Celtic Illumination, part 267, Lang may yer lum reek
I have to admit that the Mensa members I was lucky enough to meet in Glasgow were some of the nicest people I had ever encountered. I do remember the ex-royal navy guy and the local business man who gave me his access card for the festival, but the one I really remember was a beautiful young man from one of the Scottish Islands. He was, to me anyway, a typical highlander, physically huge but softly spoken with a beautiful Scottish burr to his voice. He had come to Glasgow for the festival and we were talking about what he was doing. He said he painted gnomes. I unfortunately was still repeatedly running that advert from the back of the Mensa magazine through my head, you remember the one, ‘If you so fecking clever, why aren’t you rich?’
As this guy spoke to me it dawned on me that he had an idyllic lifestyle. He lived on a remote Scottish Island and made and painted gnomes for a living. There were no sharp suits, no flash cars, no pretence, just a simple enjoyment of life. But as I listened to him describe his lifestyle of growing most of his own food and fishing for his supper, it began to occur to me that perhaps I had been moving in the wrong direction, career wise. It was so easy to fall in to the trap of chasing money, for money’s sake, to climb the property ladder, to become a success. I can’t remember his name but he surely did make me think. It wasn’t just that event that started to change me; other incidents were having an effect on me. For example Tony and Mary. When working in Leytonstone I had stayed with Tony and Mary and the three of us would regularly get hammered.
We would sit and drink whisky into the wee small hours, Tony would normally slope off early, leaving Mary and myself to drink ourselves into a stupor. Mary was quite a good looking woman and with Tony’s wealth she was normally dressed in the finest clothes. We were great friends and although I knew that Tony was quite wealthy I never felt jealous or envious of his position. In a way I respected him, for he had wanted to become an optician and had driven a taxi during the evenings and nights to pay to get through the opticians training. So it came as quite a shock to me when you think that your good friend who appears to have everything a man could want, the big house, the three cars, speedboat, sailboat, weekly flying, when his knockout wife turns around to you and says, ”He hasn’t made love to me for seventeen years.”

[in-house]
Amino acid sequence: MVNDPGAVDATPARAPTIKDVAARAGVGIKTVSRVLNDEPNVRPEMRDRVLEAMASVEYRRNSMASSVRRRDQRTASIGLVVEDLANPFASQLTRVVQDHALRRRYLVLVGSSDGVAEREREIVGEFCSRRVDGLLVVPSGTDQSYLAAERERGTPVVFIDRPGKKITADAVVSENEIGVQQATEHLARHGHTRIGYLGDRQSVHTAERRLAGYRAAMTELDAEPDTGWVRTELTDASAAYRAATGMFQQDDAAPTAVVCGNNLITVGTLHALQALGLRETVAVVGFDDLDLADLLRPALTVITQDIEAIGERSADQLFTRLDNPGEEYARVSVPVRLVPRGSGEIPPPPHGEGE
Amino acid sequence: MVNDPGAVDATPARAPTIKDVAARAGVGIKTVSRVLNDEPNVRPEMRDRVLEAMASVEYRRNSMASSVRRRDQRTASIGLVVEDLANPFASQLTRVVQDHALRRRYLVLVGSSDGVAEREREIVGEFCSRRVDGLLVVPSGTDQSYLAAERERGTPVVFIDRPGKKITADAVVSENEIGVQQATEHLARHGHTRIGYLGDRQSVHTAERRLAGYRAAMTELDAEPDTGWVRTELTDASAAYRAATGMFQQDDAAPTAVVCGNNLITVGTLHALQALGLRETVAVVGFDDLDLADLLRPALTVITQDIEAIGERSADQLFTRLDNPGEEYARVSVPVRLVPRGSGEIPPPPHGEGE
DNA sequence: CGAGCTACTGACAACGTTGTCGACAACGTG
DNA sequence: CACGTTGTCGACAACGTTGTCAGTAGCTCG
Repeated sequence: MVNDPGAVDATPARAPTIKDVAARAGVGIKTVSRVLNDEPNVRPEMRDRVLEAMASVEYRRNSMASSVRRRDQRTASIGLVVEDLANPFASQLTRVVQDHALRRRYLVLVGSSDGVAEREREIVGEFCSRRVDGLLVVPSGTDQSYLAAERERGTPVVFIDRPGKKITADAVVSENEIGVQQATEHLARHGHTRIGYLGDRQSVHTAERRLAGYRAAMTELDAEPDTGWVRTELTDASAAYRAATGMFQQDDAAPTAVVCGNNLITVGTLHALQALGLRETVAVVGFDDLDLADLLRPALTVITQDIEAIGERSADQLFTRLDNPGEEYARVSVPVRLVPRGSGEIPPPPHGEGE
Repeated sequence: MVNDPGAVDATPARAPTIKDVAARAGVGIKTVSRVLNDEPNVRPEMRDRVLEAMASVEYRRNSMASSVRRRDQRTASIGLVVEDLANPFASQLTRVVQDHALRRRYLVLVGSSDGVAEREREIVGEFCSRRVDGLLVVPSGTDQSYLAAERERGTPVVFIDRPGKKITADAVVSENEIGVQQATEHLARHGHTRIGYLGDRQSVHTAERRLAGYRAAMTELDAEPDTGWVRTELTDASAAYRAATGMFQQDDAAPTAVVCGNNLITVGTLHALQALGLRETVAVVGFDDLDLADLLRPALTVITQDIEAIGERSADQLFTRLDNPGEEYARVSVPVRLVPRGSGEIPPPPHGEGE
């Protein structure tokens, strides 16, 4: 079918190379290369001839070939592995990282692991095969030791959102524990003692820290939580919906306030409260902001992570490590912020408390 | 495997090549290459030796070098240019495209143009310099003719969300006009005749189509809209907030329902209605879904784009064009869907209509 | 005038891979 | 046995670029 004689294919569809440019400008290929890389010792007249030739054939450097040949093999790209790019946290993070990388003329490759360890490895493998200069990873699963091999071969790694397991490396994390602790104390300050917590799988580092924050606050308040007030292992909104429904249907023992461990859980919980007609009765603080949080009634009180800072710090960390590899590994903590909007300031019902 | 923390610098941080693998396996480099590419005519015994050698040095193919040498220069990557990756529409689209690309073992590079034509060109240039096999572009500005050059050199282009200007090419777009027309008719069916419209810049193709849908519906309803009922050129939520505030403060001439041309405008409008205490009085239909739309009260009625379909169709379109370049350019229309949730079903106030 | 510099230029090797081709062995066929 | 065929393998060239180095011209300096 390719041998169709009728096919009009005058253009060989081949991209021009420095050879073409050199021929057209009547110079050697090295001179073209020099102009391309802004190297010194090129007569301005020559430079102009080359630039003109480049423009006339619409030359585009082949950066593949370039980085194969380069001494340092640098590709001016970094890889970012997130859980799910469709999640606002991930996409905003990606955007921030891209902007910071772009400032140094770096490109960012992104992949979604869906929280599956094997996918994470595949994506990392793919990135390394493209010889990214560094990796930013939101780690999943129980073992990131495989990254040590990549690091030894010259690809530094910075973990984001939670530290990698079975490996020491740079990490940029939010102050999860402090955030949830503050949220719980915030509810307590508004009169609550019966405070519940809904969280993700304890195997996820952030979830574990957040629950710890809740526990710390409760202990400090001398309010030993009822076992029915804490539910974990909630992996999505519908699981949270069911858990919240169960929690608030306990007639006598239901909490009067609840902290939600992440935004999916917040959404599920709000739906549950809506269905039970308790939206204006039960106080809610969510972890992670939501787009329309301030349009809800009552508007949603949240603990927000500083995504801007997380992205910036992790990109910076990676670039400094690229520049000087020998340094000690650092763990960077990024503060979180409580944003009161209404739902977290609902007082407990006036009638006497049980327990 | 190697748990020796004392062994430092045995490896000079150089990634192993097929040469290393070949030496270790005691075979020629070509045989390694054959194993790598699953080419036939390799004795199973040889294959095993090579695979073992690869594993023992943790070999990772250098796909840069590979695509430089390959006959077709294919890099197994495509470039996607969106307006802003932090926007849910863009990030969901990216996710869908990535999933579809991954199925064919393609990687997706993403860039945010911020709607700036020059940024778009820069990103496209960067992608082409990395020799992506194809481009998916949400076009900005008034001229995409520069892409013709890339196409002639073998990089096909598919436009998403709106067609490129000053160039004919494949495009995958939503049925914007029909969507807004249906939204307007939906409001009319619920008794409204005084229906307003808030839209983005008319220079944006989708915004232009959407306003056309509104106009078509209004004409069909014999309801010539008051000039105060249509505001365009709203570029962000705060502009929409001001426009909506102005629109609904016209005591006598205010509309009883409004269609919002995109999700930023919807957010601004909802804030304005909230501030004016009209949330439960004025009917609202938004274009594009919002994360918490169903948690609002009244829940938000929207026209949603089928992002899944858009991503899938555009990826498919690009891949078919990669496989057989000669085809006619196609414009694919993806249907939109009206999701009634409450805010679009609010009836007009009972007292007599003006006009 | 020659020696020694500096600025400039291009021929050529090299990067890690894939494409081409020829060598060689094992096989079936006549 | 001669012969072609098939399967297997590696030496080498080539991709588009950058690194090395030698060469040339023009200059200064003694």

I had already started to see that money wasn’t everything and the big fellow from the islands certainly helped me along that route. It wasn’t the only thing that Mary ever said to me that had me stop and think. Because we were all so close she once told me that everyone in the village thought Mary and I were having an affair. I was mortified. However that’s not important. With everything that I was involved with I was certainly learning an awful lot about Civvie Street, perhaps not enough and perhaps not quickly enough, but I was most certainly learning and building on that knowledge. I still was getting the odd bit of work from Mensa, acting as a member of a business consulting group, most of that work was in London and the surrounding areas. It was interesting seeing how people made money and I knew it would eventually contribute to some grand idea, probably.
One group that I was a member of within Mensa was a group that had special interest in adoption. We formed a network of people who could find answers, or get information, for adopted people about their natural birth parents. We weren’t doing anything illegal, we were simply cutting corners, and why not. But the one thing that annoyed me was that my old girl friend back in Ireland, Pat, worked for the civil service. She told me that she could access all birth records from her computer however people in Northern Ireland, who had been adopted, were not allowed to find out any information about their birth parents. This annoyed me so I started a letter writing campaign, backed and supported by the special interest group in Mensa, writing to Members of Parliament demanding that people in Northern Ireland be allowed to access their birth records. Gerard was still eligible for national service should he ever return to Germany, so I used this as my motivation.